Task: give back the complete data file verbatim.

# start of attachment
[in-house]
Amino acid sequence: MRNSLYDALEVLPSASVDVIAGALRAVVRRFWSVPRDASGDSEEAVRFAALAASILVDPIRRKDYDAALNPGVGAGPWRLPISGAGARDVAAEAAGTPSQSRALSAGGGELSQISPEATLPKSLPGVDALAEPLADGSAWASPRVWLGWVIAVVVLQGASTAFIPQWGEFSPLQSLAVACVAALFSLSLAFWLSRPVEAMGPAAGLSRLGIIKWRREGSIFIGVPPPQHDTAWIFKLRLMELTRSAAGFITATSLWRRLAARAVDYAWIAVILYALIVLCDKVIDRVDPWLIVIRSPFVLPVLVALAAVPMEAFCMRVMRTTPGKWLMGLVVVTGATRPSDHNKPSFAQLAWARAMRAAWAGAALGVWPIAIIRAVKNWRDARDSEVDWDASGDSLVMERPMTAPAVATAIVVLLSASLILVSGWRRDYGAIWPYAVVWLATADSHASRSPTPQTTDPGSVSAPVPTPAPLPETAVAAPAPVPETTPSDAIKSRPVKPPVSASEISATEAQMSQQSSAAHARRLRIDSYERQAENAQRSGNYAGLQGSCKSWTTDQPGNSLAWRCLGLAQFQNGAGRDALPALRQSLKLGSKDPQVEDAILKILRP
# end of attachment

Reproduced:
[in-house]
Amino acid sequence: MRNSLYDALEVLPSASVDVIAGALRAVVRRFWSVPRDASGDSEEAVRFAALAASILVDPIRRKDYDAALNPGVGAGPWRLPISGAGARDVAAEAAGTPSQSRALSAGGGELSQISPEATLPKSLPGVDALAEPLADGSAWASPRVWLGWVIAVVVLQGASTAFIPQWGEFSPLQSLAVACVAALFSLSLAFWLSRPVEAMGPAAGLSRLGIIKWRREGSIFIGVPPPQHDTAWIFKLRLMELTRSAAGFITATSLWRRLAARAVDYAWIAVILYALIVLCDKVIDRVDPWLIVIRSPFVLPVLVALAAVPMEAFCMRVMRTTPGKWLMGLVVVTGATRPSDHNKPSFAQLAWARAMRAAWAGAALGVWPIAIIRAVKNWRDARDSEVDWDASGDSLVMERPMTAPAVATAIVVLLSASLILVSGWRRDYGAIWPYAVVWLATADSHASRSPTPQTTDPGSVSAPVPTPAPLPETAVAAPAPVPETTPSDAIKSRPVKPPVSASEISATEAQMSQQSSAAHARRLRIDSYERQAENAQRSGNYAGLQGSCKSWTTDQPGNSLAWRCLGLAQFQNGAGRDALPALRQSLKLGSKDPQVEDAILKILRP